Next week I think I’ll either move about a bit more or maybe fish all four rods on different depth zigs in the hours of daylight before swapping back to the bottom for the nights. Whatever happens though, I doubt I’ll fish in conditions as severe as that again for a while.

Oh, and by the way, the bivvy stayed rock solid for the entire trip so it passed it big test with flying colours and I also managed to retrieve all my missing gear from the bushes, although most of the maggots had managed to make good their escape.


Dave Lane Carp Fishing Diary

Happy New Year to all of you and may all your dreams turn into bent fishing rods, wet nets and huge carp.

Now that all the festivities are over, the remains of the turkey has finally been deposited in the bin (and good riddance to it) and the relatives you thought would never leave have at last got the hint, it is time to dust off the rods and get back out there on the bank.

The weather this winter has been so mild hasn’t it, it’s more like Autumn than winter and even a mild frost is a rarity, or at least it is around here.

The winds though, they have definitely been the main feature of the last few weeks, howling great Westerly’s and South Westerly’s have been ravaging the lakes and clearing out all the deadwood from the trees. My dog has loved it, everywhere he looks there are sticks to play with, it’s like doggy heaven.

I had a trip up to Monks just before the new year, just to get a bit of a fix before the enforced lay-off and I also wanted to play about with my maggot presentation a bit, just fine tuning the rigs as the Monks carp seem to love those little wrigglers in the winter.

There were three other guys on when I arrived, which is fairly busy for mid week so I was surprised to find one of my favourite swims still free, particularly as it was nice and sheltered on the back of the wind. I do like the back of the wind in winter, I think it produces equally as many, if not more, fish than ‘on the wind’ and it makes the whole session so much more enjoyable as well.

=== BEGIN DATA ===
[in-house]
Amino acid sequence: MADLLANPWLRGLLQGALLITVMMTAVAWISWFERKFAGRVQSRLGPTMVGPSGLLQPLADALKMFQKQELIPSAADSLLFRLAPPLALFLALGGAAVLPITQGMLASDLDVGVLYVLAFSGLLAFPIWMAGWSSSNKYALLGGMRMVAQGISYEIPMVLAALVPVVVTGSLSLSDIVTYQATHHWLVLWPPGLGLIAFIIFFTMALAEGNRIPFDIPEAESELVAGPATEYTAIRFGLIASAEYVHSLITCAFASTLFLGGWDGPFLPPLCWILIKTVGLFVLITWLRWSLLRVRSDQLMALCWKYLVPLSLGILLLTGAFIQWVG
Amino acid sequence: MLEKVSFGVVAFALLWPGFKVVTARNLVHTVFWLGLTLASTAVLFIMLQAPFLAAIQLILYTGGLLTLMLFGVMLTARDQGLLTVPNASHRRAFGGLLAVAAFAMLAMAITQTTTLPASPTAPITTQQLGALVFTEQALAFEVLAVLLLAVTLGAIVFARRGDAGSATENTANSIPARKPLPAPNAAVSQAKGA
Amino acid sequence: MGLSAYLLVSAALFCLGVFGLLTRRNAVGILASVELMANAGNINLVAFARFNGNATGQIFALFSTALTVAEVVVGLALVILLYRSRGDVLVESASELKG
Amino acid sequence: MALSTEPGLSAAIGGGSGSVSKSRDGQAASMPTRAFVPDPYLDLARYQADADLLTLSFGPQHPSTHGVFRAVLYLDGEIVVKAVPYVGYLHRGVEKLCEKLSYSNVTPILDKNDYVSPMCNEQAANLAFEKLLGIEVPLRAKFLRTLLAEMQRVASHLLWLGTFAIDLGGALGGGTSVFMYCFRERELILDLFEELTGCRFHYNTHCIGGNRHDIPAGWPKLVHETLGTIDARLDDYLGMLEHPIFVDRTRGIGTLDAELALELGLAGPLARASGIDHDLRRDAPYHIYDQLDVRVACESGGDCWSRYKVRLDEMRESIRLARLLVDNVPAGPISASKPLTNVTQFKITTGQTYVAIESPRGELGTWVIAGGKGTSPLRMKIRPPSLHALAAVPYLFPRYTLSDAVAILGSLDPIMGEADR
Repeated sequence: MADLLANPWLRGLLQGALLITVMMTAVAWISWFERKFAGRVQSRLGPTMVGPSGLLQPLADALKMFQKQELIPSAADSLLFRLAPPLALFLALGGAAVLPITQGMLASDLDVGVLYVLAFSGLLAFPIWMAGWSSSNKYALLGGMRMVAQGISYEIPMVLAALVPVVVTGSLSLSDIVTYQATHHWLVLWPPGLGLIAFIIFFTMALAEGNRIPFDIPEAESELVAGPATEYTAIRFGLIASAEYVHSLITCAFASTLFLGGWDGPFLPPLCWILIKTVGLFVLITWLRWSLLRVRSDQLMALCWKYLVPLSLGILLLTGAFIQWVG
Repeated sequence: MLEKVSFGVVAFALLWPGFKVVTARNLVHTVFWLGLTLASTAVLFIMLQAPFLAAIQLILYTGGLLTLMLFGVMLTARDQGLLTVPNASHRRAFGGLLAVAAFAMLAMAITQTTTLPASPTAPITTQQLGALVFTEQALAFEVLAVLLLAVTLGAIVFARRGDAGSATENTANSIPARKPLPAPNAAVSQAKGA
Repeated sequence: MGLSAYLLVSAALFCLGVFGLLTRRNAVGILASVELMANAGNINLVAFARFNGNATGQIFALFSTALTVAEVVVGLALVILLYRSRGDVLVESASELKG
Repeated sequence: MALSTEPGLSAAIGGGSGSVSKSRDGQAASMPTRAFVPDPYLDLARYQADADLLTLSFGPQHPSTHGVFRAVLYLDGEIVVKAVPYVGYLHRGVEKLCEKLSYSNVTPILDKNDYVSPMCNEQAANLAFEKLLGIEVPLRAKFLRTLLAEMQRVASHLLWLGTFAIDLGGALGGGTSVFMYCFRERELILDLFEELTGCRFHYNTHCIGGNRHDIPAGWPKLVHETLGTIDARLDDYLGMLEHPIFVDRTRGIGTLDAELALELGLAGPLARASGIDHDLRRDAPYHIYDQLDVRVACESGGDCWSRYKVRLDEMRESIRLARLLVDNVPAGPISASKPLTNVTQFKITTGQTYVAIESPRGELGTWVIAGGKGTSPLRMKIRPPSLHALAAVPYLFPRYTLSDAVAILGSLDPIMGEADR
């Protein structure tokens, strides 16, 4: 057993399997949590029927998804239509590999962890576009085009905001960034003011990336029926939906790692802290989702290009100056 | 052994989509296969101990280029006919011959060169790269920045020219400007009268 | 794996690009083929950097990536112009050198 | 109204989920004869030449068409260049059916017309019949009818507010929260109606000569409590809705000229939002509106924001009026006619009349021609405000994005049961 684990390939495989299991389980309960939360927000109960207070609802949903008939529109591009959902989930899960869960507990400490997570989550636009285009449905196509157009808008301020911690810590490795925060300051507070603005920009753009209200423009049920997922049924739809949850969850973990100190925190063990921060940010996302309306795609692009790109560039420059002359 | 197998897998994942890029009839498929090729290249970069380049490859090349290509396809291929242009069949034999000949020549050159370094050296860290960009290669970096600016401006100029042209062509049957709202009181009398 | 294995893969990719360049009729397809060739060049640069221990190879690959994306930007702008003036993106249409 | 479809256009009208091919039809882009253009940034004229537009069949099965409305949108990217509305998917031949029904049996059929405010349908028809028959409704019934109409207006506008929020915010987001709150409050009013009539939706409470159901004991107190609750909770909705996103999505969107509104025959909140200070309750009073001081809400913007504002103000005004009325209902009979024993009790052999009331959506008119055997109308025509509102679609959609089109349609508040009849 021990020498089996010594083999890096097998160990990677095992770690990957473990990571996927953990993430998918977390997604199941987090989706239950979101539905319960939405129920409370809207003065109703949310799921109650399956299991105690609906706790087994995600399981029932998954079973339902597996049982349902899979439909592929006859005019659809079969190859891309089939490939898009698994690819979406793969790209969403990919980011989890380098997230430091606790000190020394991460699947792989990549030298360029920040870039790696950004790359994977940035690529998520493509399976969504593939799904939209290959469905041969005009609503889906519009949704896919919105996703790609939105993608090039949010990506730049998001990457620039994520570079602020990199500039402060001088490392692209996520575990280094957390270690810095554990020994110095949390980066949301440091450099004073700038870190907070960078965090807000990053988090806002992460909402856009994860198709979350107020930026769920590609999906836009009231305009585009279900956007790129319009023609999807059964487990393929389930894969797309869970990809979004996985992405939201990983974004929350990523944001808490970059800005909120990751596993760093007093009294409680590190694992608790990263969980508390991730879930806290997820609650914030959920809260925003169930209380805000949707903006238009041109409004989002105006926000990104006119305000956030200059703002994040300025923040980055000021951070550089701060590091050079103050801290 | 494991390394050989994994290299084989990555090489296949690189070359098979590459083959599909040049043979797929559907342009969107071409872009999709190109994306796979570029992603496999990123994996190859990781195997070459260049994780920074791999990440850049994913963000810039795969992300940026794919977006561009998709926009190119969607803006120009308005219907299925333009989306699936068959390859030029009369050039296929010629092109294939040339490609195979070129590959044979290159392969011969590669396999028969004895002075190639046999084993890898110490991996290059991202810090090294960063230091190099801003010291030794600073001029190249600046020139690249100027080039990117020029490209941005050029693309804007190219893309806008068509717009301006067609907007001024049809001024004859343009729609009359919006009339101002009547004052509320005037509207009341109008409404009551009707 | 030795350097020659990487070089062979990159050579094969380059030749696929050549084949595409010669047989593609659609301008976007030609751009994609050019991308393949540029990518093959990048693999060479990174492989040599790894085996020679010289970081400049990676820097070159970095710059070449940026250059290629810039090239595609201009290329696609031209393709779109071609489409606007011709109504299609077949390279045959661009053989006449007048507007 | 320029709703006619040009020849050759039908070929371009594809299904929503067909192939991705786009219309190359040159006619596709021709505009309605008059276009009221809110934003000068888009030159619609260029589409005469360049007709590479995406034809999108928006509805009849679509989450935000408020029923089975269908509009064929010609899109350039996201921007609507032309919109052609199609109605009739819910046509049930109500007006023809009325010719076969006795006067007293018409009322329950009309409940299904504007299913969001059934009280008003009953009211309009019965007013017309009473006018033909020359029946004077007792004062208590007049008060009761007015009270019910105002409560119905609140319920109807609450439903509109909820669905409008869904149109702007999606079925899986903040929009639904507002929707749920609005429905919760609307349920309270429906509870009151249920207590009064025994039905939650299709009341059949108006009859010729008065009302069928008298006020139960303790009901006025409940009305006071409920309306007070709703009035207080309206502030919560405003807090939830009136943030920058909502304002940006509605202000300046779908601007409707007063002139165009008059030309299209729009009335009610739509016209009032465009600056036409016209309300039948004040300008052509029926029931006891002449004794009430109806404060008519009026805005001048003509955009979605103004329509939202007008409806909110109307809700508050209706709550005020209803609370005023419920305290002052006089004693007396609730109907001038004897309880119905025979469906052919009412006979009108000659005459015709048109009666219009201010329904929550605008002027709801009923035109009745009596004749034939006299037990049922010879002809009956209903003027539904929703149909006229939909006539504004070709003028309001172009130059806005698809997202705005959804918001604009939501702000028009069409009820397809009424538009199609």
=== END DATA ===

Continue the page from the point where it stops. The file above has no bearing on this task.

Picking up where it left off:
One of the guys at the lake had taken a trip to the maggot farm so I picked up my order of two gallons and set about spodding it all out there using a ‘spomb’ which are so much easier for the maggots than a conventional spod.

With both the bottom rigs on clear spots, a couple of zigs set up at varying depths and the hardcore bivvy set up against the elements it was just a case of sticking the kettle on and waiting, and waiting, and waiting!

The peak on this bivvy really makes such a big difference when the weather is a bit iffy, from where I sat I could still watch the water perfectly but the wind and occasional shower where kept just out of harm’s way, no annoying dripping of rainwater into the front of the bivvy area either. You do need to be comfortable at this time of year as the winter nights just seem to drag on forever and I think there was about fourteen hours of darkness to endure, luckily though the boredom was interrupted about six in the morning by a take and, after a brief but unconvincing tussle, a little mirror of around sixteen pounds rolled into the net.

Although he wasn’t the biggest of carp he was the only fish between us all that night so I was still quite happy and full of confidence for the second night, so confident that I used up the remainder of the bait and put extra effort into making sure the rigs all landed bang on the right spots. Quite often in the winter the takes can come at pretty much the exact same times each day so I was surprised, and a little disappointed when I woke up at first light and nothing else had occurred.

The conditions had stayed the same and, you would have thought, ideal but the carp had different ideas, in fact that was the only bite between all the sixteen rods fishing throughout the entire two days.

Personally, I am not convinced that the mild and windy weather is any better in the winter. We all tend to relate it to feeding weather but, is it what the fish really want. Surely the winters should be cold and frosty with high pressure and nice crisp sunny days, I know one thing for sure, it’s definitely what we need for the zigs to start working properly. I have yet to get a bite on a zig this year which is very strange as this has been my most successful method over the last two winters, it’s one of those methods that can just kick into gear at any time though and, when it does, the results can be amazing.


TF Gear Chill Out 3 Leg Bed

The TFG Chill Out bed-chair has been designed to be the most comfortable and pocket friendly bed about. Small enough to fit into any bivvy the chill out bed-chair is high on the performance chart.